As you know, Suzanne McMinn has accepted our challenge to make a new “hard” cheese every month until she dies and goes to cheese heaven. Her first test came last month when she absolutely nailed Monterey Jack which is, admittedly, a fairly easy cheese to make. (See Cheese Challenge-Monterey Jack.)
This month, she chose a more complicated cheese and, again, she rose to the challenge. Could it be that making cheese is easy? Or, is Suzanne a one-in-a-million culinary genius? Here’s her post as it appears on her wonderful website- “Chickens in the Road.”
16. Check the cheese every other day and gently wipe the surface with cheesecloth or a paper towel dampened in lightly salted water. This is the “washing” process. It helps spread the bacteria evenly over the surface and inhibits unwanted bacteria, yeast, and mold from developing. The surface will gradually develop a reddish-brown color. The longer the bacteria develop, the stronger the taste of the cheese will be.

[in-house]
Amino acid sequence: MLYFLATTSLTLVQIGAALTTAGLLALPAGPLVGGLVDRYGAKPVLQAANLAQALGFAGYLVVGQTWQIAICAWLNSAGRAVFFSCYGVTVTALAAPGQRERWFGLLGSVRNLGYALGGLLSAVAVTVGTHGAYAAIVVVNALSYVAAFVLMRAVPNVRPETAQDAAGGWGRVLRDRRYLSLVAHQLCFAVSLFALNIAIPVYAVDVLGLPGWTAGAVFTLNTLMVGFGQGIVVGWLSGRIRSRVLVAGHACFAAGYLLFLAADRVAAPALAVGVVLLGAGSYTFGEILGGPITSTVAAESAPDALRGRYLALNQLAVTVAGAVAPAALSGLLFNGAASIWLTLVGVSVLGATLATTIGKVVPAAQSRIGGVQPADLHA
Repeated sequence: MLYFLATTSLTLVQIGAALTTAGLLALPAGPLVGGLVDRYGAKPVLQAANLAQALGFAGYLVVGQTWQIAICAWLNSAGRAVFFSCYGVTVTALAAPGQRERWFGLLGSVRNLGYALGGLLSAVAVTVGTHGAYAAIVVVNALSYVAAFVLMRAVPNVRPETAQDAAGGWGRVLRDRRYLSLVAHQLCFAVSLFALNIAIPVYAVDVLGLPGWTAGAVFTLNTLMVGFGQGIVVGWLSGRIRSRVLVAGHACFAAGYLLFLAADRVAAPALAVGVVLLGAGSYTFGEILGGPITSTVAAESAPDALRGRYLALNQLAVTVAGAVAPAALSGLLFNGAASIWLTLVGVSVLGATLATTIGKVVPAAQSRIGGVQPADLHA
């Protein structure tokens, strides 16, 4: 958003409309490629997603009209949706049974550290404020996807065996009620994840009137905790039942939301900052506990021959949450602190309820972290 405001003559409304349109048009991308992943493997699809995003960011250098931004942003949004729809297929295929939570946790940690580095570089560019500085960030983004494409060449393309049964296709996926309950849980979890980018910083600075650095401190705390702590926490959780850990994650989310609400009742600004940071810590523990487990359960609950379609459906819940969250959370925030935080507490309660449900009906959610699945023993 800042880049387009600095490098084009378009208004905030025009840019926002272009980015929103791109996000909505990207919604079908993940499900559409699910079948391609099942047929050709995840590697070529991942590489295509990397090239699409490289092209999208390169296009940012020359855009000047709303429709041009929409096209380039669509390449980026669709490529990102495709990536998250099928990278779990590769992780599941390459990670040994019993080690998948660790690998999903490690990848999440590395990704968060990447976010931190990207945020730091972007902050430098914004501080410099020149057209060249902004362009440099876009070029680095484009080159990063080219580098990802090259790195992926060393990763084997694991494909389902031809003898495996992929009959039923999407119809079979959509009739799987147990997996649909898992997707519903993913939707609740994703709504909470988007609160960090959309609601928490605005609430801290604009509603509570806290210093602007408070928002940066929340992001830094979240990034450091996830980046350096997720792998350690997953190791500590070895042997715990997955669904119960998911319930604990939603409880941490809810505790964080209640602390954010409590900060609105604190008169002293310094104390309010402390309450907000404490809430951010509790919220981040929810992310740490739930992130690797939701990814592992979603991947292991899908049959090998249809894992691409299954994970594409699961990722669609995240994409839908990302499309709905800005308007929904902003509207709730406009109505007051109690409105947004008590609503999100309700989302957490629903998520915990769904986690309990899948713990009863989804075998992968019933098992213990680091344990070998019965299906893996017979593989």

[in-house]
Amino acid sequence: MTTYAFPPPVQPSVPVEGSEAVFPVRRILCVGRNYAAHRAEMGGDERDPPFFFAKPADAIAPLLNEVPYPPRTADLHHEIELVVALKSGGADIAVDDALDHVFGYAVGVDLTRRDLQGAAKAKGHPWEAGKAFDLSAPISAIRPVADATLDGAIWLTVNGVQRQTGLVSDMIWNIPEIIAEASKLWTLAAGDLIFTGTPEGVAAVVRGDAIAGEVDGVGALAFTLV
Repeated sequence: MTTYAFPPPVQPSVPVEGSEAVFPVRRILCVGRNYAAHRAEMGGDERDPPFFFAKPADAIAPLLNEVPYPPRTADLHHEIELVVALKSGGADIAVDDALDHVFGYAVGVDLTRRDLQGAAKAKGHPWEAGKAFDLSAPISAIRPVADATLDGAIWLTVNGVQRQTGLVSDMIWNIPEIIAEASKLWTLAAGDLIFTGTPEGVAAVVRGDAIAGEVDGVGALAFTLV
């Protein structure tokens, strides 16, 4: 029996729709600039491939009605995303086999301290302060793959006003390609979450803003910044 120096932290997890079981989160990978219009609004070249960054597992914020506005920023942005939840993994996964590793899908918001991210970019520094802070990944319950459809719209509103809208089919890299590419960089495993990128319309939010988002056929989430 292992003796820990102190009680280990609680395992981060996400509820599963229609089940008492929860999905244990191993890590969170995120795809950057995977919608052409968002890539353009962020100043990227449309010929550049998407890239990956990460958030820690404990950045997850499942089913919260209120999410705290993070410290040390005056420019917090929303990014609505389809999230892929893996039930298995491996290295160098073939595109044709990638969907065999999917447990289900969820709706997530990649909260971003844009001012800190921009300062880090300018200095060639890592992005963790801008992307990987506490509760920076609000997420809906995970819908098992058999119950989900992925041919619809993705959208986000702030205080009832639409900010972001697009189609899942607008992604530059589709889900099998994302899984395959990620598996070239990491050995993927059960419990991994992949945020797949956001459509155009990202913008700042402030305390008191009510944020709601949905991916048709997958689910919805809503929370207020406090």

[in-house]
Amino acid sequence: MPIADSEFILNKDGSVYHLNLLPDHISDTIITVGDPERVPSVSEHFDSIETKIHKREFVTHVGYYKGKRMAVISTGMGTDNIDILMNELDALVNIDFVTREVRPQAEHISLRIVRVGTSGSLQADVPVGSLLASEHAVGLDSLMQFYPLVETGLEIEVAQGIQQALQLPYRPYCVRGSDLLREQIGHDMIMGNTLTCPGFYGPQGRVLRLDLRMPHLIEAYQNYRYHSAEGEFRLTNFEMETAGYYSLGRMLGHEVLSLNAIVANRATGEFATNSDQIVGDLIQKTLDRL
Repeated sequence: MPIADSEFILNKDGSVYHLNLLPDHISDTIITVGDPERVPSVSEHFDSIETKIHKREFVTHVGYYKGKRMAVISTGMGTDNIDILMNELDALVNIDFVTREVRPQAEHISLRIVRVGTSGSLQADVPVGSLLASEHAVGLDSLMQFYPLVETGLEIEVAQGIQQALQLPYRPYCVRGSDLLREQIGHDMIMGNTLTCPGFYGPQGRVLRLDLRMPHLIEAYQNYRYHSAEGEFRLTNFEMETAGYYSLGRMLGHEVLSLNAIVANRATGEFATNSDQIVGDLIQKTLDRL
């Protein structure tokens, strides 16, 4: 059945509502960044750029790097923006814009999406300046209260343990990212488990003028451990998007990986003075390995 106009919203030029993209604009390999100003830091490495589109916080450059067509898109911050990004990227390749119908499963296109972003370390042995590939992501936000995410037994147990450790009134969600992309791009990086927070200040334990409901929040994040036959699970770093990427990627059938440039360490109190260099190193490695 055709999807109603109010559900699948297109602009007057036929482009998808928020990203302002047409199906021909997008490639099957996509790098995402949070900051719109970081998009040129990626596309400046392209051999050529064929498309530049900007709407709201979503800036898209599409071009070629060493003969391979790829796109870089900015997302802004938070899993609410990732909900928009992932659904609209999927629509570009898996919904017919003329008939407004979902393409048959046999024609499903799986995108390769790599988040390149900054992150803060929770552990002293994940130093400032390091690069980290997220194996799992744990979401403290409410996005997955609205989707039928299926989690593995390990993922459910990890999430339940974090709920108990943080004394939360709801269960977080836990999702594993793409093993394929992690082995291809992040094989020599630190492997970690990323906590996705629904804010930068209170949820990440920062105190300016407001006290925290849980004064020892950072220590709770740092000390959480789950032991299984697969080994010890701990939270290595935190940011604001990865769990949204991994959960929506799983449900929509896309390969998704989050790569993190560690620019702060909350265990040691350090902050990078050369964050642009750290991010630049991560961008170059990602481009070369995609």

Remember to be attentive to your Munster. After 10 days, my Munsters started developing a slight red cast to the surface. I have been washing them with salt water every other day and will be waxing them soon.
I can’t completely pinpoint why, but making Munster is the most fun I’ve ever had making cheese. I know I’ll be making more of it. I’d make Munster every day if I could, it’s that much fun! For next month’s cheese challenge, I’ll be making another brine-soaked cheese, but soon I want to try more mold-ripened cheeses. I want to try it all. I love making cheese! My Munsters are still ripening in the storage containers, by the way, and I’ll report on them as they progress. Soon, I’ll be breaking into my Jack cheeses, too, and will show you how they came out.